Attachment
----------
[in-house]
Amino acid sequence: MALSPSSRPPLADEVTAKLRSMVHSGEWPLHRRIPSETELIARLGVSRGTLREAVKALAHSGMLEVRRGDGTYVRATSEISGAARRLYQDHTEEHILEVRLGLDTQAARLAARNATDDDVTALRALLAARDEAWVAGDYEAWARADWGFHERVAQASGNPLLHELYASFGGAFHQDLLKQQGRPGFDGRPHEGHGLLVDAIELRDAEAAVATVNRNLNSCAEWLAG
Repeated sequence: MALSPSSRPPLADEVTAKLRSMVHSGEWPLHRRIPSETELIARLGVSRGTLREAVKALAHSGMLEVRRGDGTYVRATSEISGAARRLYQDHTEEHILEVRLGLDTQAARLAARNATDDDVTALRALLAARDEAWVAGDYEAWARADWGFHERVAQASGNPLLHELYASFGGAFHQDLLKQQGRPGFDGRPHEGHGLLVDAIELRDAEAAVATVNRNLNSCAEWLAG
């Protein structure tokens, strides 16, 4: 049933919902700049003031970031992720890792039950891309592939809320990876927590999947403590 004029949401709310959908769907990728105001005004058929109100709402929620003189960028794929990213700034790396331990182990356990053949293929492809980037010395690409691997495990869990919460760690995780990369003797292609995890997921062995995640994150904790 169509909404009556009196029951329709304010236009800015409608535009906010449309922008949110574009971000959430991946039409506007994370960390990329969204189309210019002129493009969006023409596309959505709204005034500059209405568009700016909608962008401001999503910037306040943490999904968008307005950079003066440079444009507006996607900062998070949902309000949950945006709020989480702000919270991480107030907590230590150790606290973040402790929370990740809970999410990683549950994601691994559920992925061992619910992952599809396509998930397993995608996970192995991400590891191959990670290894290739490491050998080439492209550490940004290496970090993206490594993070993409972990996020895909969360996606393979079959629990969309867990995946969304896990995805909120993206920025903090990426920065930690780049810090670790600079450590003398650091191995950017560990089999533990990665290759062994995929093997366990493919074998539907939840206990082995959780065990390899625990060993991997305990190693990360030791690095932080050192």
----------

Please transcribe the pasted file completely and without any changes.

[in-house]
Amino acid sequence: MALSPSSRPPLADEVTAKLRSMVHSGEWPLHRRIPSETELIARLGVSRGTLREAVKALAHSGMLEVRRGDGTYVRATSEISGAARRLYQDHTEEHILEVRLGLDTQAARLAARNATDDDVTALRALLAARDEAWVAGDYEAWARADWGFHERVAQASGNPLLHELYASFGGAFHQDLLKQQGRPGFDGRPHEGHGLLVDAIELRDAEAAVATVNRNLNSCAEWLAG
Repeated sequence: MALSPSSRPPLADEVTAKLRSMVHSGEWPLHRRIPSETELIARLGVSRGTLREAVKALAHSGMLEVRRGDGTYVRATSEISGAARRLYQDHTEEHILEVRLGLDTQAARLAARNATDDDVTALRALLAARDEAWVAGDYEAWARADWGFHERVAQASGNPLLHELYASFGGAFHQDLLKQQGRPGFDGRPHEGHGLLVDAIELRDAEAAVATVNRNLNSCAEWLAG
């Protein structure tokens, strides 16, 4: 049933919902700049003031970031992720890792039950891309592939809320990876927590999947403590 004029949401709310959908769907990728105001005004058929109100709402929620003189960028794929990213700034790396331990182990356990053949293929492809980037010395690409691997495990869990919460760690995780990369003797292609995890997921062995995640994150904790 169509909404009556009196029951329709304010236009800015409608535009906010449309922008949110574009971000959430991946039409506007994370960390990329969204189309210019002129493009969006023409596309959505709204005034500059209405568009700016909608962008401001999503910037306040943490999904968008307005950079003066440079444009507006996607900062998070949902309000949950945006709020989480702000919270991480107030907590230590150790606290973040402790929370990740809970999410990683549950994601691994559920992925061992619910992952599809396509998930397993995608996970192995991400590891191959990670290894290739490491050998080439492209550490940004290496970090993206490594993070993409972990996020895909969360996606393979079959629990969309867990995946969304896990995805909120993206920025903090990426920065930690780049810090670790600079450590003398650091191995950017560990089999533990990665290759062994995929093997366990493919074998539907939840206990082995959780065990390899625990060993991997305990190693990360030791690095932080050192």